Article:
For a while I've been wanting to write about my dev work environment at work, not only because I feel it has been boosting my productivity, but also because I would love to have some feedback on how to improve it even more. I use an ASUS i7 with 16 GB of RAM, setup with Microsoft Windows 7 by default, which I later upgraded to Windows 10.
For about 3 years, I used Windows as my developer environment. Windows is not a bad OS, and the Office suite is a blessing if one often works with documents. But other than that, when compared to a Unix system (mainly from the point of view of a developer), it lacks a certain degree of control over the machine itself.
As I didn't want to shatter my access to the Office suite, the first thing I did was to install a Unix distro (namely Ubuntu 16.04 LTS) in dual boot. This way, I can access Windows any time I need by rebooting (after almost two months using Unix, I haven't had the need to access Windows one single time). I followed the instructions here, and successfully setup Ubuntu on my work machine.
After installing Ubuntu and some required software, I was able to pretty much emulate the same environment I had on Windows. The stack I currently use is based on:
- MySQL Workbench for database access and management - though I'm thinking about trying DBeaver, since it seems a good open-source alternative and Workbench has some irritating bugs in the Ubuntu version.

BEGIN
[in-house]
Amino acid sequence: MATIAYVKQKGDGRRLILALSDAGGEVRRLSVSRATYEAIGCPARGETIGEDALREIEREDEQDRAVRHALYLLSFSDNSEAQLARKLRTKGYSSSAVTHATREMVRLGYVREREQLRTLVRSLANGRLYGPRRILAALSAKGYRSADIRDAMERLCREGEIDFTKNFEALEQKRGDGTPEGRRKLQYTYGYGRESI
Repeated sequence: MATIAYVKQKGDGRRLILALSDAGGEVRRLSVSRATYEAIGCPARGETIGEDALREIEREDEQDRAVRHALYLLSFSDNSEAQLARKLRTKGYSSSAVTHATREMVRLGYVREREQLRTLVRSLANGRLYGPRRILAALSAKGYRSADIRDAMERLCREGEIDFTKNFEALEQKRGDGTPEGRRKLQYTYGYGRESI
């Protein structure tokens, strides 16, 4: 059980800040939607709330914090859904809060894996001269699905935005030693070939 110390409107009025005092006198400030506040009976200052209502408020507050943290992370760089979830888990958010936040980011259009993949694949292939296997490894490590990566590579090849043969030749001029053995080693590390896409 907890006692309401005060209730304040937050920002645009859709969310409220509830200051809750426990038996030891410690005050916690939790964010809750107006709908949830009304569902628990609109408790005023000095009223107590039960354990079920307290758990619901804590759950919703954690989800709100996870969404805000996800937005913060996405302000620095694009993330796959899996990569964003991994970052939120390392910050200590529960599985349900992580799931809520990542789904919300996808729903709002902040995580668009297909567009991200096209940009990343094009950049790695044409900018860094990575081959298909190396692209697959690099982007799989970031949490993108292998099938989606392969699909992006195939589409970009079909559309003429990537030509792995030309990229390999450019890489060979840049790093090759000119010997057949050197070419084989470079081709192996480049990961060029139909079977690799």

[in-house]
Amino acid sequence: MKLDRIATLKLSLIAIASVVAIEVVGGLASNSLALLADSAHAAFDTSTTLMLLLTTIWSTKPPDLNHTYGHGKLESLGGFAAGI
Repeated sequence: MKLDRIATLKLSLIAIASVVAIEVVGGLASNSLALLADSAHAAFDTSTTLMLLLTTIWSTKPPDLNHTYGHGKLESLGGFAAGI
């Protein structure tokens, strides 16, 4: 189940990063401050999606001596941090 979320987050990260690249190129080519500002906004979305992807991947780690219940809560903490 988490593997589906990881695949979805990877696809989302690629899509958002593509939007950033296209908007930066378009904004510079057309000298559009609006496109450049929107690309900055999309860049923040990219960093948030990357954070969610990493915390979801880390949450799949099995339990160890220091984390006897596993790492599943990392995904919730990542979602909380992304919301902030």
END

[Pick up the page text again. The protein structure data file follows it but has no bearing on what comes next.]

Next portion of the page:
- Visual Studio Code as my preferred text editor - I've been practicing Vim at home, but I'm not proficient enough so that it would be productive to use it (yet).
- Guake Terminal as terminal emulator, flavoured with Oh-My-Zsh. Guake is a nice terminal emulator for Ubuntu that does not appear as a normal application when
Alt+Tabing, but it pops up at the pressing of a keystroke, which is very useful.
Oh-My-Zsh is also fantastic due to the amount of features, shortcuts and customizations it provides - I just love the Git shortcuts such as
ga instead of
gst instead of
git status or
gc instead of
- Google Chrome as web browser. Despite the recent improvements in the latest Firefox version, Chrome is still king when it comes to browsing the web or providing excellent development tools.
I also use occasionally Postman for testing or interacting with REST APIs and Kitematic for Docker container management and access - though I'm looking for an alternative since Kitematic is still a Beta and the Ubuntu version lacks some "fancy" features (such as starting the app other than from the command line, for instance).
I'm very happy with the changes I made to my setup. I tried some alternatives, such as running an Unix distro as a virtual machine on Windows, or the Windows Linux Subsystem, but the truth is that there is still nothing that matches the power of the Unix terminal.
I'll keep improving my tech stack, but in the mean time, any feedback is appreciated. Next week, I'll share my input on the latest book I read.
Stay tuned and see you next time!